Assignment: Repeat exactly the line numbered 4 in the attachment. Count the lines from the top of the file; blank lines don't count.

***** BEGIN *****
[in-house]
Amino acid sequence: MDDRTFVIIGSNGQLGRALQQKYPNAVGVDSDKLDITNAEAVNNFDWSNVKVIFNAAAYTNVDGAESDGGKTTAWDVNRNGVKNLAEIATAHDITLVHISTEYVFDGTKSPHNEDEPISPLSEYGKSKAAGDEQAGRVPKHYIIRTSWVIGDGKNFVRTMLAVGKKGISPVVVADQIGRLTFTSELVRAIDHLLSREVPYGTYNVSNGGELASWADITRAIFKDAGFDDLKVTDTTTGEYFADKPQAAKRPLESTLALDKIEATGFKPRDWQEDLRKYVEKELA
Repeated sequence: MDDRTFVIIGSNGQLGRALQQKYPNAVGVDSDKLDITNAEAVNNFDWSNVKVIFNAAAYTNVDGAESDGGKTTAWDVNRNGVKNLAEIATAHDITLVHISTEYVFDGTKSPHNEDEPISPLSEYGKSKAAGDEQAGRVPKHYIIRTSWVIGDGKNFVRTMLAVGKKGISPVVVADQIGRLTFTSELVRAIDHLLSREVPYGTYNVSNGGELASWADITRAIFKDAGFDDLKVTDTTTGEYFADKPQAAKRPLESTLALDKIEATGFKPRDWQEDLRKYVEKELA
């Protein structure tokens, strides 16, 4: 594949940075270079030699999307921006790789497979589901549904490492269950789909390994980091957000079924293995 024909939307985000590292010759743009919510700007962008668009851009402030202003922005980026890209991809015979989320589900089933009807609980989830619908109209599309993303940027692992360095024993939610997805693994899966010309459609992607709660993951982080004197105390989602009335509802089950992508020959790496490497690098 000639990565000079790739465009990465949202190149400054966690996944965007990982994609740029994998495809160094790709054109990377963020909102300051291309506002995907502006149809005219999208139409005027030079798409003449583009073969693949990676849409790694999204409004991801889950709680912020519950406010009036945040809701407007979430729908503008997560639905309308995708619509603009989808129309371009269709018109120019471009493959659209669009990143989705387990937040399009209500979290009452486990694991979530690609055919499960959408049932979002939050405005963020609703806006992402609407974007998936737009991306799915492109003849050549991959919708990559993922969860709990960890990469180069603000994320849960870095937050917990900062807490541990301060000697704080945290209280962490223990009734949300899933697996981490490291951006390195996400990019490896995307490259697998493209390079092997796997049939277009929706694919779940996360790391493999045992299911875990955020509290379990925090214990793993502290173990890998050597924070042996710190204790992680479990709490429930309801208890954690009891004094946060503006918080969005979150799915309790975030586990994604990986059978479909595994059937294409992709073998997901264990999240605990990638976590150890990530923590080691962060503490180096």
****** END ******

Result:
């Protein structure tokens, strides 16, 4: 594949940075270079030699999307921006790789497979589901549904490492269950789909390994980091957000079924293995 024909939307985000590292010759743009919510700007962008668009851009402030202003922005980026890209991809015979989320589900089933009807609980989830619908109209599309993303940027692992360095024993939610997805693994899966010309459609992607709660993951982080004197105390989602009335509802089950992508020959790496490497690098 000639990565000079790739465009990465949202190149400054966690996944965007990982994609740029994998495809160094790709054109990377963020909102300051291309506002995907502006149809005219999208139409005027030079798409003449583009073969693949990676849409790694999204409004991801889950709680912020519950406010009036945040809701407007979430729908503008997560639905309308995708619509603009989808129309371009269709018109120019471009493959659209669009990143989705387990937040399009209500979290009452486990694991979530690609055919499960959408049932979002939050405005963020609703806006992402609407974007998936737009991306799915492109003849050549991959919708990559993922969860709990960890990469180069603000994320849960870095937050917990900062807490541990301060000697704080945290209280962490223990009734949300899933697996981490490291951006390195996400990019490896995307490259697998493209390079092997796997049939277009929706694919779940996360790391493999045992299911875990955020509290379990925090214990793993502290173990890998050597924070042996710190204790992680479990709490429930309801208890954690009891004094946060503006918080969005979150799915309790975030586990994604990986059978479909595994059937294409992709073998997901264990999240605990990638976590150890990530923590080691962060503490180096």